Wednesday, July 29, 2015

Dorothy Day House in Memphis: Reaching out to homeless families in one of the nation's poorest cities

(To the right, the Dorothy Day House of Hospitality in Memphis)

MEMPHIS, Tenn. – The two-story, century-old house sits on a hill next to a vacant lot on Poplar near Cleveland, between downtown and midtown. A Buddhist temple is nearby, and so is the Sacred Heart Church, where masses are held in Vietnamese and Spanish. Beggars with rickety grocery carts wander the pockmarked streets, glancing up at cars that only stop when the light turns red.

When Memphis native Polly Jones walks into that house on the hill, she feels something she doesn’t feel anywhere else in the city. “There’s not a lot of love in my city,” says the 22-year-old homeless single mother of two toddlers, boys aged two and three. “This house, I would rather be here than anywhere else right now.”

Jones and her boys have been at the Dorothy Day House of Hospitality at 1429 Poplar Avenue since May. She plans to leave next February after getting her GED and a fresh start on a new life that includes a future career as a surgical nurse. “I want to better myself for my kids. … Everything they do for you here is for the better. When you come here, you come with a goal.”

The Jones family is one of three families at the Dorothy Day House, the only refuge for homeless families in this predominantly black city of 650,000, the nation’s poorest large metropolitan area and one of its poorest cities. Half the children in Memphis are poor. The city’s other missions limit themselves to either men or women.

(Sister Maureen Griner)

 “The whole idea of a Dorothy Day house is to answer a need that’s not being met,” says Sister Maureen Griner, executive director. “It’s the hope you bring to people who are really desperate. By the time people get here, they don’t have pocket change, evicted, probably living in a car. … People don’t think about homeless families. There are hundreds in this city every night.”

Jones came to the Dorothy Day House after a series of life’s blows. She lost both her mother, who had drug problems, and the grandmother who reared her in 2011. “That was a tremendous putdown, and I was pregnant with my first son. I didn’t know my biological father.”

She did factory work for a while but her younger son’s asthma kept pulling her away to take care of him. “It was hard. I kept getting discouraged. When you are a mother, you have choices to make. … I made my son my priority.”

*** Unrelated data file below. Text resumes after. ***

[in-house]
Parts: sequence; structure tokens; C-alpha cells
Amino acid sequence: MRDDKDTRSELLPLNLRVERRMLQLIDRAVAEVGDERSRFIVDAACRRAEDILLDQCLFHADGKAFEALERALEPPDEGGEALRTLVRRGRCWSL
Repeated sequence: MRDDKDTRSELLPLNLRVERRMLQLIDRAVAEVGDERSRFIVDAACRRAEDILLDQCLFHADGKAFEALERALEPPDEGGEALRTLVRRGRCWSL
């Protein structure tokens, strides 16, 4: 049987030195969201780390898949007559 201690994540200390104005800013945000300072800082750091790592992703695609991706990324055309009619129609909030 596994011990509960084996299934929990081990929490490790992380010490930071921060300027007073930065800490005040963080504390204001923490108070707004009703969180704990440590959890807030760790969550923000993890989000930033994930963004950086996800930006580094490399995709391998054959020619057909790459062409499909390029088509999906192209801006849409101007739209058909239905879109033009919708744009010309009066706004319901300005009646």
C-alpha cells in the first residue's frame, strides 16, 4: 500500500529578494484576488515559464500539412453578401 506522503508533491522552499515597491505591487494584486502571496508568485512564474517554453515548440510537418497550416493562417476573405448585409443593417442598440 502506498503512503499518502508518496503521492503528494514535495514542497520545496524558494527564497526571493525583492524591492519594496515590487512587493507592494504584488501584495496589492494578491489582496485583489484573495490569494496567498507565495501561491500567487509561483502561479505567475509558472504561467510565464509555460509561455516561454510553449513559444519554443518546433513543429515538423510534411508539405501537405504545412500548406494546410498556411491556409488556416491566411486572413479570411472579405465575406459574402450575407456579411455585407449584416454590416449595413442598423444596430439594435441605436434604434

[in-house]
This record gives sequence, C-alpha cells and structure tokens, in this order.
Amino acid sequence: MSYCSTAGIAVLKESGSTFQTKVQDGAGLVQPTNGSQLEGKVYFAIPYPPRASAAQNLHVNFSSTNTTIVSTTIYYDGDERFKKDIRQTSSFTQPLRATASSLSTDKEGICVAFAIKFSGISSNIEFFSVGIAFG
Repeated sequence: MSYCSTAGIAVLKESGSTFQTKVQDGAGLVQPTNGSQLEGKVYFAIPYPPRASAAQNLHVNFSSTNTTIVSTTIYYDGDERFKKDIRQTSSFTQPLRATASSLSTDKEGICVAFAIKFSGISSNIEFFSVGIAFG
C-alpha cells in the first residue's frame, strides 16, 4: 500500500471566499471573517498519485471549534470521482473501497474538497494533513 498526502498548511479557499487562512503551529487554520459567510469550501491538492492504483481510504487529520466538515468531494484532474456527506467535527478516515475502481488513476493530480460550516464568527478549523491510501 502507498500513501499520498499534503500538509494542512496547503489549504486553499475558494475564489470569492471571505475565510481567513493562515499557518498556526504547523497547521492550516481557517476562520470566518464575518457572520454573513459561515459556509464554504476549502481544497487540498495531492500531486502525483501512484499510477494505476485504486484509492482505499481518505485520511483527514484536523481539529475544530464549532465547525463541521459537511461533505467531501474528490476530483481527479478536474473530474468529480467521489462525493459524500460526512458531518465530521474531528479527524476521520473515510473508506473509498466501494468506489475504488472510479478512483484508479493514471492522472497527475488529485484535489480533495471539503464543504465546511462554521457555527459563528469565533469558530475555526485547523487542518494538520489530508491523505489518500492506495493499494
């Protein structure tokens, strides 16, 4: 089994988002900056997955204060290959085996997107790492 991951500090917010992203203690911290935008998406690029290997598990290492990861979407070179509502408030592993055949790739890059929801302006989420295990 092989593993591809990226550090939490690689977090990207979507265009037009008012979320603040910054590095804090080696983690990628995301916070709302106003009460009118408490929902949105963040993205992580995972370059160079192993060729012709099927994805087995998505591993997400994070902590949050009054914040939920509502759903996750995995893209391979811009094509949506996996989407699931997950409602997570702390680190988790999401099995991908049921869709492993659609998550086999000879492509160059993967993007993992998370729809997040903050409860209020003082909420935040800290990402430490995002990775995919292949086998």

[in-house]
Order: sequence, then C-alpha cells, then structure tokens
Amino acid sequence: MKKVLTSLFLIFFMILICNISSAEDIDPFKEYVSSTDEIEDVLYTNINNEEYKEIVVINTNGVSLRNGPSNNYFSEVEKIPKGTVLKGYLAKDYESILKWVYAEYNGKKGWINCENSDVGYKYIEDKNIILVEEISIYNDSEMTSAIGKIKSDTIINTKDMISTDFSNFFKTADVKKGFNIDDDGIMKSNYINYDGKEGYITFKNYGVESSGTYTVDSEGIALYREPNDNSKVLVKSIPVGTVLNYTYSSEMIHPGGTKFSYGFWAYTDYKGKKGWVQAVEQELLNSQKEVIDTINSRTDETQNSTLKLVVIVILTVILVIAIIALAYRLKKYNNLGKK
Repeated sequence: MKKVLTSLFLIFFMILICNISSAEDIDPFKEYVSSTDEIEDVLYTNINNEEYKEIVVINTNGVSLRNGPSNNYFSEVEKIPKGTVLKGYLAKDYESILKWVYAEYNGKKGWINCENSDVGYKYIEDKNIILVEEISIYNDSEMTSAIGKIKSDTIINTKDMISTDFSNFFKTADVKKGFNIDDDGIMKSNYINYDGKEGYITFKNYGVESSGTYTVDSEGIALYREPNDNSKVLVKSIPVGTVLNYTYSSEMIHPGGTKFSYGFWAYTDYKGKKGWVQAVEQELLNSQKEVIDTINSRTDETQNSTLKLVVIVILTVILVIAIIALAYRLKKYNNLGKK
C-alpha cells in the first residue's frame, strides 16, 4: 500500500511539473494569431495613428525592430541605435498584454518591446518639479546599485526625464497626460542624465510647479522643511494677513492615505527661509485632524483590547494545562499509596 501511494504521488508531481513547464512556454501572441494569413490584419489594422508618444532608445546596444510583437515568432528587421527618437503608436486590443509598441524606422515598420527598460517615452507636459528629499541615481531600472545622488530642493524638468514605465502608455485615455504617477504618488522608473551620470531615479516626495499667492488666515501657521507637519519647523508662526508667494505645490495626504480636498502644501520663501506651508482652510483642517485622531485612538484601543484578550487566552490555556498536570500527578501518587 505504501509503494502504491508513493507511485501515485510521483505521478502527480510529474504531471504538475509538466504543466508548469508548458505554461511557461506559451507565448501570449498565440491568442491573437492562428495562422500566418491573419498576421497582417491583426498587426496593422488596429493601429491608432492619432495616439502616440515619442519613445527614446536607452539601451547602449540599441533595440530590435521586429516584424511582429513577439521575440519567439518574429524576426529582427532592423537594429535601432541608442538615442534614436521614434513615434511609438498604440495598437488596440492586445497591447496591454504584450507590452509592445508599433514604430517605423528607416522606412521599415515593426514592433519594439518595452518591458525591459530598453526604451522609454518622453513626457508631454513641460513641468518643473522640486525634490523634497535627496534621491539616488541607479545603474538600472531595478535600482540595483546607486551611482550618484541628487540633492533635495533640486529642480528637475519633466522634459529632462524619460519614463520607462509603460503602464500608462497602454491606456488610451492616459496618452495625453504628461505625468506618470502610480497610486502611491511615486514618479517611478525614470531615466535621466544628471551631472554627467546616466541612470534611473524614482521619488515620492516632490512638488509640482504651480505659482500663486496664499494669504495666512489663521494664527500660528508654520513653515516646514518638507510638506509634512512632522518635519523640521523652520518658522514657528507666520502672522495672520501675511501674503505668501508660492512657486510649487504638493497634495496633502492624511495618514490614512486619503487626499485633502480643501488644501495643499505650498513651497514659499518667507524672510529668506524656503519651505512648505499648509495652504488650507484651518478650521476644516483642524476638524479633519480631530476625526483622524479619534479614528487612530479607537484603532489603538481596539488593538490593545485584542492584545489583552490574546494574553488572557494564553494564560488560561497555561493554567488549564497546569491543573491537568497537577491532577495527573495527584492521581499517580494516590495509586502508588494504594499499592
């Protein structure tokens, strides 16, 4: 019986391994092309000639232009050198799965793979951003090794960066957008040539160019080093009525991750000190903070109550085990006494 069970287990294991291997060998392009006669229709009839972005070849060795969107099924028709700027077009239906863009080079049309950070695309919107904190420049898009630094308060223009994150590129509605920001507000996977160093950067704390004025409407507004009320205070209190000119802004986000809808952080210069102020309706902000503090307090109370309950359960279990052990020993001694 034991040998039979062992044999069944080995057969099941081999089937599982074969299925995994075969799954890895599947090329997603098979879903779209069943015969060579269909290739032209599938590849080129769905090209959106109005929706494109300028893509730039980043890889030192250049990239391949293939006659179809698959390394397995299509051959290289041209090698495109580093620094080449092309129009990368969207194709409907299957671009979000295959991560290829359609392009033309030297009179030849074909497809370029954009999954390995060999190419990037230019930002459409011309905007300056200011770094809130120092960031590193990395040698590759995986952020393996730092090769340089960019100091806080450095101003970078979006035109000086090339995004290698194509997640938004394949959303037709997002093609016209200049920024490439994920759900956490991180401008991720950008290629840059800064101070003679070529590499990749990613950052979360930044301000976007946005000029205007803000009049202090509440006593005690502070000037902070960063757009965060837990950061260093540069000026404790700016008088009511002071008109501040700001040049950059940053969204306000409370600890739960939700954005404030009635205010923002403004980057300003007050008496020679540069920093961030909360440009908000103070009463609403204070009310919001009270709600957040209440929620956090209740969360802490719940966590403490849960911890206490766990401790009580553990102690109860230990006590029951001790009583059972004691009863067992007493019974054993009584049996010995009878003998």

The two-story house on Poplar Avenue is one of more than 185 Catholic Worker communities around the world. Each is independent in its commitment to voluntary poverty, prayer, and nonviolence, and in its outreach to the poor and marginalized of society. Other than the occasional grant, they all depend on private contributions with little or no support from government or sometimes even the Catholic Church.

Dorothy Day, who died at 83 in 1980, was the radical journalist who co-founded the Catholic Worker Movement with French peasant-poet-prophet Peter Maurin. Inspired by the social teachings of Jesus and in Catholic tradition, they launched the Catholic Worker newspaper and first hospitality house in New York City at the height of the Great Depression in 1933.

(Dorothy Day in 1934)

“What we do is very little, but it is like the little boy with a few loaves and fishes,” Day once wrote.  “Christ took that little and increased it. He will do the rest. … Our work is to sow. Another generation will be reaping the harvest.”

In the mid-1930s, Day traveled to Memphis, where she championed the “dispossessed” members of the embattled Southern Tenant Farmers Union (see my Labor South post on July 14, 2015). “I saw men, women, and children herded into little churches and wayside stations, camped out in tents, their household goods heaped about them, not one settlement but many … children ill, one old man dead in bed and not yet buried, mothers weeping with hunger and cold.”

Sister Maureen, 68, a native of Louisville, Ky., who helped found the Dorothy Day House in Memphis 10 years ago, is keeping the flame of Day’s vision alive. The house is only big enough for three families, and she and her small staff have to turn away as many as 10 families a week.

Still, they’ve helped over 40 families get back on their feet over the past decade, and Sister Maureen envisions a “Dorothy Day Village” in the future where they can accommodate more of the needy. A 13-member board oversees the house’s operations, and hundreds of volunteers have come through its doors to help.

“It’s painful to turn people away,” she says. “Dorothy Day said put a pot of coffee on the stove and a pot of soup, and God will take care of the rest.”

A version of this column appeared recently in the Jackson Free Press of Jackson, Miss.

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